Clear Creek has one of the most fascinating water falls in the Grand Canyon.

The Bright Angle Trail originates on the south rim and is the access point at which those on a half canyon raft trip exit the canyon. Due to safety considerations and Mariah’s age of 12 years we opted to hike out rather than raft the more rugged and dangerous lower section of the river trip.

We hiked up the first section of the Bright Angle trail to the Tonto Plateau in the pre dawn darkness. At Indian Gardens  the first sun hit us with it’s early June force. We were so glad to have started in the dark. At the campground we ate a hardy breakfast and wet our shirts. With high spirits we started out in beautiful early morning but soon the sun became harsh and the climb grueling. We hit the “wall” several miles and about two hours below the rim. We stuffed ourselves with high calorie food to no avail.  Our bodies could just not absorb the calories fast enough to provide the energy necessary to “top out” comfortably. But with no choice we pushed on knowing that it would just get hotter as the day wore on. We made it over the rim about 2 pm and were so proud. This twelve year old had truly “done” our Grand Canyon.

In previous years I had led 3 trips down the “Grand”  Below Phantom Ranch begins most of the really big and the Colorado rivers most challenging rapids. Hermit is one of the very best…if you hit the biggest wave head on.

Inside Grand Canyon Deer Creek

Deer Creek is a stream that flows into the Colorado River from the north through a spectacular slot canyon in the Tapeats sandstone. I had really wanted to hike this incredibly narrow slot down to the head of the Deer Creek Falls that then plunges 150 feet from the cliff face directly into the river.

The same tree garden as seen from above in side Deer Creek Grand Canyon in the proceeding photo.

Lava Falls Rapid is often thought to be caused by the lava field that flows from the Uinkaret volcanic field. But this is not factually accurate. What causes the rapid is actually an out flow of huge boulders from Prospect Canyon into the the river, narrowing and constriction of the river channel, which increases the velocity of the current and added to the elevation drop which increases the turbulence and speed of the water to make on of the scariest run able rapids on earth.

Challenge Lava Falls Grand Canyon Rafting

Anticipating the big drop Lava Falls Grand Canyon canyon.

Two of the worlds leading canyoneers of the 1990′s, Jill Bielawski and Eric Manthey, challenges Big Lava.

Sink that cataraft in Lava Falls Grand Canyon USA

Taste sweet victory Lava Falls Grand, Canyon

Cataraft captin and crew riding high in Lava Falls

What a thrill to see, what a thill to do, what a thrill to photograph like this.  WOW, one of life’s biggest thrills, in the boat and out!

The Havasupai, an American Indian tribe is called Havsuw’ Baaja, blue water people, have lived in the Grand Canyon for at least 800 years. Havasu Creek and the little village of Supai is their homeland. The creek and it’s sky blue colored water is a major attraction for river runners. The creek stays about 70 ?F year round and the clear warm water often offers a welcome respite and swim from the cold muddy currents of the “Red” River.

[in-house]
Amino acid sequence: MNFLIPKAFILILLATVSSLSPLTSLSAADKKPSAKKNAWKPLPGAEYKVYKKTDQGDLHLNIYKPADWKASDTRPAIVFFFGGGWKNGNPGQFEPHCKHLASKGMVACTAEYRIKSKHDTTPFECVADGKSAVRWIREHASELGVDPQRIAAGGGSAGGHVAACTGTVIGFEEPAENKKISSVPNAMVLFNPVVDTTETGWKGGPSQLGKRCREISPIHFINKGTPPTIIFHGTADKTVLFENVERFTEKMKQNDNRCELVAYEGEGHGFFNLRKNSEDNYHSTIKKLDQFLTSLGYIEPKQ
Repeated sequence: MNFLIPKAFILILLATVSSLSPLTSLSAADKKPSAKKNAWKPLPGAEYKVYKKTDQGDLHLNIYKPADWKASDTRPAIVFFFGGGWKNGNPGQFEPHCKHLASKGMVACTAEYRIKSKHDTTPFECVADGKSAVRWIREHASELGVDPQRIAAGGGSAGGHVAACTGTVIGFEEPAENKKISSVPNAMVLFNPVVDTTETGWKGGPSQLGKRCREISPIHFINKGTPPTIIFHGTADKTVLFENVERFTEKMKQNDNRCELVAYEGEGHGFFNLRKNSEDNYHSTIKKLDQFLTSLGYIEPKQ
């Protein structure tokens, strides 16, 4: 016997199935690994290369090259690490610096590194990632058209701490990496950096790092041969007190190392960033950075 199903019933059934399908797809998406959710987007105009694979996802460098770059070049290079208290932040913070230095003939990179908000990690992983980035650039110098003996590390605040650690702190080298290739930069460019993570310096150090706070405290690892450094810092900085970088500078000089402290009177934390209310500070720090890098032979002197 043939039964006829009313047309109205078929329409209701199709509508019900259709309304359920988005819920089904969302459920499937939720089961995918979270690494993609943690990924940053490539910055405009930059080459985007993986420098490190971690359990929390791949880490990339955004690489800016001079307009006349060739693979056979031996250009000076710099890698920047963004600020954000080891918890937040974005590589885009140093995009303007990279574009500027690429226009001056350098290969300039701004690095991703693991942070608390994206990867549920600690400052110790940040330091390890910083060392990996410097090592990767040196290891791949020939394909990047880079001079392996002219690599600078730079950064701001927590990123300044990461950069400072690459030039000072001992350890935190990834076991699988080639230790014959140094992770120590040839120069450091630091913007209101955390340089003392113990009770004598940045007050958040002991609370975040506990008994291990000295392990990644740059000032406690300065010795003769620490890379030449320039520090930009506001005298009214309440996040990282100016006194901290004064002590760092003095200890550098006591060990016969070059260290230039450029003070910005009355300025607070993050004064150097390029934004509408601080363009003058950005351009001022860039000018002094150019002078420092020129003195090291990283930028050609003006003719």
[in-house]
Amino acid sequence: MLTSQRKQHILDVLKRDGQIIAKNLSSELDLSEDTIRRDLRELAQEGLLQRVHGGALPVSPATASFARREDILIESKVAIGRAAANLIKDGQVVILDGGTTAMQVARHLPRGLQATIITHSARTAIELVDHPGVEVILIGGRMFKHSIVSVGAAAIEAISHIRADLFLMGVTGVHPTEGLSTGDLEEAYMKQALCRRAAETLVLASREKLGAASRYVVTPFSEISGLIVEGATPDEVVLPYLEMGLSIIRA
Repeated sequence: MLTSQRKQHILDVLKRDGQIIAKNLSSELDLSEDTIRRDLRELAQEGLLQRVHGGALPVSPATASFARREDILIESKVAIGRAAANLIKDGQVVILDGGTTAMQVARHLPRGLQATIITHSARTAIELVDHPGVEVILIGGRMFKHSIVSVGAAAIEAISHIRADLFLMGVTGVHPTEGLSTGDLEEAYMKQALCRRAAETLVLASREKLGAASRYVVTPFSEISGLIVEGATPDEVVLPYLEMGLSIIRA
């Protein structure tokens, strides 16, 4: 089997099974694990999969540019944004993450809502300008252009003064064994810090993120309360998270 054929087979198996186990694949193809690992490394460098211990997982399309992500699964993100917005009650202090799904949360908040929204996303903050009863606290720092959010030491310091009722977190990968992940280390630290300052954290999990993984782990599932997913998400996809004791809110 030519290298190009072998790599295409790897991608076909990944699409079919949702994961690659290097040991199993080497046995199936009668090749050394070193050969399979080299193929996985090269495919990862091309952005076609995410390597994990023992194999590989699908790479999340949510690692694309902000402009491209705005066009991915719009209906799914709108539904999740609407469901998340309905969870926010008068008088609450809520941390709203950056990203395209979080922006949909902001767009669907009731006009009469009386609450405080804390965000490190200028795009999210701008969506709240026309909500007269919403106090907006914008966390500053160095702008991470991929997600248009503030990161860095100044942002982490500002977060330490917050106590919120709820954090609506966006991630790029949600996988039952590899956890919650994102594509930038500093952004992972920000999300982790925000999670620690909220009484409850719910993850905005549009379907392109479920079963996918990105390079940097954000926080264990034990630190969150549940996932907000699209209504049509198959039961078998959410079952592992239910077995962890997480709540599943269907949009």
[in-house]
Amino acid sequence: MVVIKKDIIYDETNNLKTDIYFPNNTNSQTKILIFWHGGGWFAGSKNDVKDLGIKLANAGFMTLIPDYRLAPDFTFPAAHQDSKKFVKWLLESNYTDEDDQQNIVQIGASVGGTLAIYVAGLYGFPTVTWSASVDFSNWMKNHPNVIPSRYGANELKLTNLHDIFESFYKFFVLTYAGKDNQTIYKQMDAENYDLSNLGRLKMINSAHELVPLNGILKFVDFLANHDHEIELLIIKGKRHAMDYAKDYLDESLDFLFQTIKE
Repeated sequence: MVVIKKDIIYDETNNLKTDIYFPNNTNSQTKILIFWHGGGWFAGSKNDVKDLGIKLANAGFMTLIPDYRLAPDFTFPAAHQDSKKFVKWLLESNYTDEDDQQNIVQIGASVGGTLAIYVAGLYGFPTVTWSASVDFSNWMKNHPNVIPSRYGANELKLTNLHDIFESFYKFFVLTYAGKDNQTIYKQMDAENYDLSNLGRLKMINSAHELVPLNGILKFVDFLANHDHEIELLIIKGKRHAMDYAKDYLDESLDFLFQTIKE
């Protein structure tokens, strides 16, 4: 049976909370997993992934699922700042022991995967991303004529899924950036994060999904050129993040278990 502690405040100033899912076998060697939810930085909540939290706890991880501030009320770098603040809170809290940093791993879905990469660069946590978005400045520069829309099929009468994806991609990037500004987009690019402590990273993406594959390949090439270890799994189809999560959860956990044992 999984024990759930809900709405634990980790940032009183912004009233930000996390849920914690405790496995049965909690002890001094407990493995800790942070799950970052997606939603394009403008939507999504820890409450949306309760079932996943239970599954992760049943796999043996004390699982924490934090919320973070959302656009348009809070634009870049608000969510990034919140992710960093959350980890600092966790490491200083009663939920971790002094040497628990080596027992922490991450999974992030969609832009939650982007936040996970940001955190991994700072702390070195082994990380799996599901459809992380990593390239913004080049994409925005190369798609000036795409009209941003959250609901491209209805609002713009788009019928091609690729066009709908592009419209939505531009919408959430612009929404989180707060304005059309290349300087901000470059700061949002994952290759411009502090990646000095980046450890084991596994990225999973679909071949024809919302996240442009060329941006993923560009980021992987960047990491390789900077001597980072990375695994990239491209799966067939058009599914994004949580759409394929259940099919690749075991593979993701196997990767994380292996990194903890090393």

Sourcing from Havasupai, Havasu Creek with it’s blue-green water has forged out an artistic side canyon to the Grand Canyon that flows into the Colorado River. Maria Gates Photography 2011

The mineral-laden waters of Havasu Creek create vivid turquoise color that flows into the Colorado River. Maria Gates Photography 2011

Spectacular travertine formations and walls meander to create the beautiful shapes of Havasu Creek. Maria Gates Photography 2011

Spectacular travertine formations and walls meander to create the beautiful shapes of Havasu Creek. Maria Gates Photography 2011

Havasu Falls is considered one of the most beautiful water falls in the world.  It is ever changing as new terraces are built up by the lime in travertine sky blue waters and then washed away by the occasional flash floods. This falls is about 120 feet high making it one of the highest in the Grand Canyon.

If you have never been there, it is a life time experience if one loves canyons, waterfalls and remote swimming pools set deep in red desert cliffs. If one comes down by mule from the rim or takes the longish hike up from the river it is forever worth it.

No matter if you are a child or an adult come to our mystical Grand Canyon again and again and experience your gift of life again and again in this paradise hidden deep in the earth.

Hidden Canyon of China’s “Lost Tribe” of Mystical Pygmy’s

Pygmy Grand Canyon Fairyland Yunnan China

by Richard D. Fisher

Developement is progressing very fast in the China/Tibet/Myanmar borderlands. After this summers “elections” in Myanmar and Chinas strong push for development in it’s far western provinces roads, schools, electronic communications, health care and tourism is reaching even the most remote corners for this long hidden land. The local people are very pleased with the “progress” as it brings them so many “befits” that so much of the developed parts of China and indeed the developed world enjoys from their point of view.

Remains of a glacial foot print base now a beautiful mountain marsh meadow in resplendent fall colors. Upper Nu Jaing River headwaters on the old road to Dulong Yunnan China.

Our goal now is to reunite what remains of the migrant Trung tribal group in Myanmar with their tribal fellows in the China border lands. The first step now is to make sure they are genetically in fact linked. We have completed the China side of the sample collection in October 2011. Now that Burma is finely opening up our next goal this winter is to visit Dawi on the Myanmar side of the extreme mountains and canyons lands.